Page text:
Ask The Doctor

Treatment Options For a Torn Meniscus

Dear Dr. Garner,

I am 62 years old and am very active. I run around Prospect Park each day, and I play golf at least once a week, especially now that the weather is getting better.

Everything was fine until I started to get pain in my knee. It swells up a little, and sometimes I think it feels somewhat unsteady.

My doctor ordered an MRI and found a tear in my cartilage. He said it was involving the meniscus on the inner side of the knee.

I figured that this meant surgery. Instead, my doctor suggested physical therapy to build up my leg muscles. He says surgery may not be necessary.

Does this make any sense to you? I want to get back to running and golf as soon as possible.

Knee KO’d

In Kensington

 

Dear Knee KO’d,

Before discussing your torn meniscus, I would like to acknowledge loyal Tablet reader Joan Williams. It was a pleasure to meet you.

Now, back to the question. Torn cartilage in the knee is very common. About 40 percent of people have a torn meniscus, and about 70 percent of people don’t even know it, as it is not symptomatic. Therefore, we have to be very careful when diagnosing the condition because the tear we see on an MRI may not be causing the problem you are having.

The tear can occur from degenerative disease, which means the cartilage has worn down over time from the pounding it has taken. As we age, the meniscus gets worn, making it easier to tear. Another way to get a tear is through sports or trauma where the knee is bent and then twists.

No matter how the tear occurs, it can lead to pain, swelling, locking of the knee joint, an unstable or wobbly feeling in the knee and difficulty straightening the joint.

A meniscus is a rubbery material called cartilage, which acts as a shock absorber, and prevents damage to the bones of the knee by keeping the joint steady.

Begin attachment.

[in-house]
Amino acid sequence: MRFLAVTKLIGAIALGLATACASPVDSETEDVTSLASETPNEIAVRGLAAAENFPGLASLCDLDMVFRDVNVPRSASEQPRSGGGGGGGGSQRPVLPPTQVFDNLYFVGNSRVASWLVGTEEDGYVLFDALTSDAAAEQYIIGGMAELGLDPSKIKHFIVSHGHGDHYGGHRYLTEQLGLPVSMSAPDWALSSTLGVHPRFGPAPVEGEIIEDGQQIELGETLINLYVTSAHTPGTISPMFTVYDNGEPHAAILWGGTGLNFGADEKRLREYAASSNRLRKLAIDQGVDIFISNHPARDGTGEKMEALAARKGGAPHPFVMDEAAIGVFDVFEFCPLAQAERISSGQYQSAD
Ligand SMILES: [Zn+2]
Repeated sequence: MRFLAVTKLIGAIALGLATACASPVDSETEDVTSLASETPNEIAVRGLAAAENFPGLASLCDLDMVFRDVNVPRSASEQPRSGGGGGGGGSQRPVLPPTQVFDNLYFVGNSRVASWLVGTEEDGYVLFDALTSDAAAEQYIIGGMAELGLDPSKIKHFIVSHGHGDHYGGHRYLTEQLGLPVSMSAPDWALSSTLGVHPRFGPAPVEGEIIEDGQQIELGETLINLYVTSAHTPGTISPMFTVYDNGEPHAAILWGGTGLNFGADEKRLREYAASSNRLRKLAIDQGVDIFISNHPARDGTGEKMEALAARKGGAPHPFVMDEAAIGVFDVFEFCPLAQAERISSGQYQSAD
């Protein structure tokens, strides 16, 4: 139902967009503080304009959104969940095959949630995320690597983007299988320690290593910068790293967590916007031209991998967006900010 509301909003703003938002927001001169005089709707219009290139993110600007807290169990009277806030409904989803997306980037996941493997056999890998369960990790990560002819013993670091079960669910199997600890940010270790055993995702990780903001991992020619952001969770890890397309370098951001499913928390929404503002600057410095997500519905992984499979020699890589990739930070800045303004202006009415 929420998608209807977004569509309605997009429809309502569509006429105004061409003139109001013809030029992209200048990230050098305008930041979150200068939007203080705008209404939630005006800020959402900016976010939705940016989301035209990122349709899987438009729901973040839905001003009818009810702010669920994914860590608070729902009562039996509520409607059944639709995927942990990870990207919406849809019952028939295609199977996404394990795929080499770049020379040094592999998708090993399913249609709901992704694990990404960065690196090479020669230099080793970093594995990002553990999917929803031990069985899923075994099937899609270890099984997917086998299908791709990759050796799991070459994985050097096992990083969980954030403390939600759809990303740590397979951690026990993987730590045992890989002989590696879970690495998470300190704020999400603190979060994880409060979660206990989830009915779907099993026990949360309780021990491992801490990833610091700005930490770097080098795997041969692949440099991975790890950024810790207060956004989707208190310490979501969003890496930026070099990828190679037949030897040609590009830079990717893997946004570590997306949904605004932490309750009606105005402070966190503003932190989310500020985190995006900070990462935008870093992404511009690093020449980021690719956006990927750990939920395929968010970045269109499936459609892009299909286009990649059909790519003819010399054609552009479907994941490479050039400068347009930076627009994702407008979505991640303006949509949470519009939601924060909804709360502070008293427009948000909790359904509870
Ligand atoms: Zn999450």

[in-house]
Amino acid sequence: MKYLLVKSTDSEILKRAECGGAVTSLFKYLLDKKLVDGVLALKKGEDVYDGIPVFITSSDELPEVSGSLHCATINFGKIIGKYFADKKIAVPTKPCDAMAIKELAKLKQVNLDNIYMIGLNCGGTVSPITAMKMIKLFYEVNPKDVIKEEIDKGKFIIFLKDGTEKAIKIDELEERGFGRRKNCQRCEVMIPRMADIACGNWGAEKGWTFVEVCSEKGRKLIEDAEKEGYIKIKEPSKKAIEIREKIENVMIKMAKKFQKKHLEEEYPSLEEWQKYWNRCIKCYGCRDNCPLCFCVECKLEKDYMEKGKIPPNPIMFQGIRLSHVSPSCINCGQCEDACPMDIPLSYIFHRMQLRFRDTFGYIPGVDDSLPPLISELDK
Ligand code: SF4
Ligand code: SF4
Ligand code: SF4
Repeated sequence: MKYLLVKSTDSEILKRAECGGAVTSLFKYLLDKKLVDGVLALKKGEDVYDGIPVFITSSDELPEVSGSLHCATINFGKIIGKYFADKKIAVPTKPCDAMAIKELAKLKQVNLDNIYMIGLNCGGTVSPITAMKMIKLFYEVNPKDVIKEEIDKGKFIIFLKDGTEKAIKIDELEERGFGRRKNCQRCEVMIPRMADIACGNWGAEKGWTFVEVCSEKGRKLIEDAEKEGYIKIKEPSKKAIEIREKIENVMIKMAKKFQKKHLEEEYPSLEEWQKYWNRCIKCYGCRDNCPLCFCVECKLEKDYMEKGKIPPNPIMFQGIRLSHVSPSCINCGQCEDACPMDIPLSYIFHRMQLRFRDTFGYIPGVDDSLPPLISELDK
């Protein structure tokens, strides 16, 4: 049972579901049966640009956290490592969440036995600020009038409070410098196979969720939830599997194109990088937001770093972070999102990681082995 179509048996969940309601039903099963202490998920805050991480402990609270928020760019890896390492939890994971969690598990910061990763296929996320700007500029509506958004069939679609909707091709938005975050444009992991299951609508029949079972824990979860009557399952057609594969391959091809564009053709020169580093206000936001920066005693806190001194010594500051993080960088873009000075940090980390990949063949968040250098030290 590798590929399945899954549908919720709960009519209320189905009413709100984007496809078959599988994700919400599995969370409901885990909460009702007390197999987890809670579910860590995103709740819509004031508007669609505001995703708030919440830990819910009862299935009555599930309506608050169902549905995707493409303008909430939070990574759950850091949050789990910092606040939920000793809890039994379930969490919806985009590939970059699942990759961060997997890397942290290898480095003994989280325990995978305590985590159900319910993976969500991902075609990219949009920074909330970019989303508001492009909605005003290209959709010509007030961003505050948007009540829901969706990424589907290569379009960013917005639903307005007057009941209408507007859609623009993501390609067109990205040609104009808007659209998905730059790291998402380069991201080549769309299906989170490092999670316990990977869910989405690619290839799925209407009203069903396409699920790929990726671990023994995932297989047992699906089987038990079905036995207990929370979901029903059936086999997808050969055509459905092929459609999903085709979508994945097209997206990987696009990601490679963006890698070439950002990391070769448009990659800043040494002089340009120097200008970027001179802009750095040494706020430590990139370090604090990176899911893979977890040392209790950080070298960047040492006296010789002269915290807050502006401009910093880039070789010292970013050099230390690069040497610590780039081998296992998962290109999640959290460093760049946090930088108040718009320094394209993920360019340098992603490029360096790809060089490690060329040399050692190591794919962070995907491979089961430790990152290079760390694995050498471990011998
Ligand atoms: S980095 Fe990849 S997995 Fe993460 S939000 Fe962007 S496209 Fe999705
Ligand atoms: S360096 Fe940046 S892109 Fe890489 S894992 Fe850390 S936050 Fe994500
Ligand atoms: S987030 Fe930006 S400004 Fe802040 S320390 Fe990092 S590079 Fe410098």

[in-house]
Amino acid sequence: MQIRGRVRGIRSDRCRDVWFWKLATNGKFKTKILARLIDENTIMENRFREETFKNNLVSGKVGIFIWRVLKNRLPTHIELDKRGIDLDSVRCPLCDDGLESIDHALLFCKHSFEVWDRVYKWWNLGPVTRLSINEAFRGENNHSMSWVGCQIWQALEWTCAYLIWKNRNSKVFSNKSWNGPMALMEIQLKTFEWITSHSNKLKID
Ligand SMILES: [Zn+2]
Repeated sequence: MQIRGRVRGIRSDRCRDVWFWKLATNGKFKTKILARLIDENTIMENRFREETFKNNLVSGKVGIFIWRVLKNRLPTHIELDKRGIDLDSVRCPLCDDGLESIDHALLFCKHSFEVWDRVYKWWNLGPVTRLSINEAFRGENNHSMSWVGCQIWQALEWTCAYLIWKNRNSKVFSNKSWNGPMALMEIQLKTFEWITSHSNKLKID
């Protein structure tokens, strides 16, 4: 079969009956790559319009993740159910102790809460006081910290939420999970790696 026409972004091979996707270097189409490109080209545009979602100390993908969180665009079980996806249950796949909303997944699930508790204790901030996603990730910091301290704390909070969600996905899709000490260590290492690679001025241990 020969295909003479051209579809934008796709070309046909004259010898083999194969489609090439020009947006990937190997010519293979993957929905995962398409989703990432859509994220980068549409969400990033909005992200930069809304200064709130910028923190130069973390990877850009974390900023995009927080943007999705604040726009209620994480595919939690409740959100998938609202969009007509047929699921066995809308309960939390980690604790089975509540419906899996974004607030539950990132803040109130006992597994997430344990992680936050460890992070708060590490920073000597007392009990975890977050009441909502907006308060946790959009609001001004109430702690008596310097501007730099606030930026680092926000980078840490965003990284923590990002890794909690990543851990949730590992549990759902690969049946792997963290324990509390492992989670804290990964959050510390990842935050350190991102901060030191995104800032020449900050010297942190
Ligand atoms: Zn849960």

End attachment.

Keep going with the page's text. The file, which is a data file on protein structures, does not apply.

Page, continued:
The menisci are ‘C’ shaped and sit in between the shin bone and the thigh bone, one on the inner part, and one on the outer part of the knee.

When they tear, they lose their effectiveness, and then pain and swelling occur. You might experience a sharp pain when squatting, or you may not be able to straighten the knee. People particularly feel much pain when exiting a car as their knee may lock.

The symptoms often subside on their own in two or three weeks or may require further action, such as physical therapy, or if not successful, surgery.

There are ways to prevent the meniscus from tearing due to sports.

1. Use proper athletic shoes, such as cleats when playing football. One wrong step can tear the meniscus.

2. It is imperative to warm up, stretch and cool down when exercising.

3. Practice proper technique in your sport. If you are playing golf, make sure that your swing motion is proper. Lessons may be of help.

4. Schedule regular days off from exercise. If you feel fatigue, soreness or pain, it is good to rest a day or two.

Your doctor can evaluate your meniscus by doing a physical exam or an MRI. This can pinpoint the injury and determine the treatment options.

Some tears do need surgery, particularly if the knee is locking.

On the other hand, a major study was just published last week in the prestigious New England Journal of Medicine, which looked at the results of one group with torn menisci who had surgery, versus a second group with torn menisci who had just physical therapy.

Surprisingly, whether a patient had surgery or had the more conservative physical therapy, there was no difference in the outcome or time to return to sports or work.

If it is possible to get the same results from physical therapy as surgery, I am sure most patients would prefer this option. Of course, each tear is different so it is important to have a discussion with your doctor and avoid a “knee jerk” (couldn’t resist) response to automatically having surgery.[hr] Dr. Steven Garner is a Fidelis Care provider who is affiliated with New York Methodist Hospital, Park Slope. He also hosts “Ask the Doctor” on NET, Tuesdays at 8 p.m. on Ch. 97 Time Warner and Ch. 30 Cablevision.

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